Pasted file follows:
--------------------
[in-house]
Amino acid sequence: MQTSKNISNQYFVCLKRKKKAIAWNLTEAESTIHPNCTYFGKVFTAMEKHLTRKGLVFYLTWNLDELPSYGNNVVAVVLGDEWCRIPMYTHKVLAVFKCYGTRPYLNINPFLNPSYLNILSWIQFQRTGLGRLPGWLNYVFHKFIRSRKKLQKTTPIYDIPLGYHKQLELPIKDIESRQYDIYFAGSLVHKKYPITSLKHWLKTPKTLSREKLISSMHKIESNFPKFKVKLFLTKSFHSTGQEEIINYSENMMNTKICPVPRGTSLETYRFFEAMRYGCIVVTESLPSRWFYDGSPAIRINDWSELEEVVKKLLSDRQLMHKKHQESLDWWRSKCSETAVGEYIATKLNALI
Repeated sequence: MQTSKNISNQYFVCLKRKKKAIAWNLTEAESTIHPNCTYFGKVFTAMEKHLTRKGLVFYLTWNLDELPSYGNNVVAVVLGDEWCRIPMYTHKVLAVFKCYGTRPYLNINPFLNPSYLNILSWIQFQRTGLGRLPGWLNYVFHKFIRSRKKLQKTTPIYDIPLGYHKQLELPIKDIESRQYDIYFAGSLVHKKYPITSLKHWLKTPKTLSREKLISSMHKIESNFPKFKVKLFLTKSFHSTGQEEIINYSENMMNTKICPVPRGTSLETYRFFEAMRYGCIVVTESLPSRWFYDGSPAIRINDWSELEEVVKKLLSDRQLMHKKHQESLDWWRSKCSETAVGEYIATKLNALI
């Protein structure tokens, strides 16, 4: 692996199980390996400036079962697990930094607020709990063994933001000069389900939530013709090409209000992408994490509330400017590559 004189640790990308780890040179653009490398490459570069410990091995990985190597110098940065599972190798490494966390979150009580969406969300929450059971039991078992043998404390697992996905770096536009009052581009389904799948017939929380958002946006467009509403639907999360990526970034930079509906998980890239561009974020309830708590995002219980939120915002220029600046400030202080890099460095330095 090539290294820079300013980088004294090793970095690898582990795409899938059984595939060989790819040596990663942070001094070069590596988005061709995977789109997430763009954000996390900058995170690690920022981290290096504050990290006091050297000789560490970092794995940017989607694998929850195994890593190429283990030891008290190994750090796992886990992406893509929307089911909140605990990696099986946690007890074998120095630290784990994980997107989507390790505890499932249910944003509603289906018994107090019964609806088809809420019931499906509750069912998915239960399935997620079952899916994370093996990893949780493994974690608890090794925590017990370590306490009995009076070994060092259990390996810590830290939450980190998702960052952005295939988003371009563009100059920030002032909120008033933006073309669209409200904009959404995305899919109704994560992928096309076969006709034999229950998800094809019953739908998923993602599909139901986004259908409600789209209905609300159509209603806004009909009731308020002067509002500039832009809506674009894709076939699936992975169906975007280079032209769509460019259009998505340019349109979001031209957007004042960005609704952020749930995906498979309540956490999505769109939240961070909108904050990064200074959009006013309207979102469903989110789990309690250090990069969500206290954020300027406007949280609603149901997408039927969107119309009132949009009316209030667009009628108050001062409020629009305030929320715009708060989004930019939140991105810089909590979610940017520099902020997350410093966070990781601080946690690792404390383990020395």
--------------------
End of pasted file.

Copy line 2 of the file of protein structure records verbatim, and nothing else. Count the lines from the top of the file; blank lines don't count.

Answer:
Amino acid sequence: MQTSKNISNQYFVCLKRKKKAIAWNLTEAESTIHPNCTYFGKVFTAMEKHLTRKGLVFYLTWNLDELPSYGNNVVAVVLGDEWCRIPMYTHKVLAVFKCYGTRPYLNINPFLNPSYLNILSWIQFQRTGLGRLPGWLNYVFHKFIRSRKKLQKTTPIYDIPLGYHKQLELPIKDIESRQYDIYFAGSLVHKKYPITSLKHWLKTPKTLSREKLISSMHKIESNFPKFKVKLFLTKSFHSTGQEEIINYSENMMNTKICPVPRGTSLETYRFFEAMRYGCIVVTESLPSRWFYDGSPAIRINDWSELEEVVKKLLSDRQLMHKKHQESLDWWRSKCSETAVGEYIATKLNALI